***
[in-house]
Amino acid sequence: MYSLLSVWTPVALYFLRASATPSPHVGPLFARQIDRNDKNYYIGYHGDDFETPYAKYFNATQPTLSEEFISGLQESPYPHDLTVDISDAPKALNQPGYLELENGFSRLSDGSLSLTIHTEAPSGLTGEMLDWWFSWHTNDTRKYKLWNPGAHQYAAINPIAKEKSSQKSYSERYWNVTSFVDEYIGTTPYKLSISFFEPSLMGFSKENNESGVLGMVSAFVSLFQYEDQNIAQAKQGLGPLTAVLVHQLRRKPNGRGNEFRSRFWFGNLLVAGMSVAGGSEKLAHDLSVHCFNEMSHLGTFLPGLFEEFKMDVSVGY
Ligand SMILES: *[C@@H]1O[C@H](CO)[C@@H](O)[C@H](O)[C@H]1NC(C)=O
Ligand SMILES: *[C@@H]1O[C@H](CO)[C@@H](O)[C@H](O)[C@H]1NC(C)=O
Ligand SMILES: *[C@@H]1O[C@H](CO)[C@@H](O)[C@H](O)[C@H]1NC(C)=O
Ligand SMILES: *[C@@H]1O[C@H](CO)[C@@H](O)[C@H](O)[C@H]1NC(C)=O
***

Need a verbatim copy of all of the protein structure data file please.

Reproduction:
[in-house]
Amino acid sequence: MYSLLSVWTPVALYFLRASATPSPHVGPLFARQIDRNDKNYYIGYHGDDFETPYAKYFNATQPTLSEEFISGLQESPYPHDLTVDISDAPKALNQPGYLELENGFSRLSDGSLSLTIHTEAPSGLTGEMLDWWFSWHTNDTRKYKLWNPGAHQYAAINPIAKEKSSQKSYSERYWNVTSFVDEYIGTTPYKLSISFFEPSLMGFSKENNESGVLGMVSAFVSLFQYEDQNIAQAKQGLGPLTAVLVHQLRRKPNGRGNEFRSRFWFGNLLVAGMSVAGGSEKLAHDLSVHCFNEMSHLGTFLPGLFEEFKMDVSVGY
Ligand SMILES: *[C@@H]1O[C@H](CO)[C@@H](O)[C@H](O)[C@H]1NC(C)=O
Ligand SMILES: *[C@@H]1O[C@H](CO)[C@@H](O)[C@H](O)[C@H]1NC(C)=O
Ligand SMILES: *[C@@H]1O[C@H](CO)[C@@H](O)[C@H](O)[C@H]1NC(C)=O
Ligand SMILES: *[C@@H]1O[C@H](CO)[C@@H](O)[C@H](O)[C@H]1NC(C)=O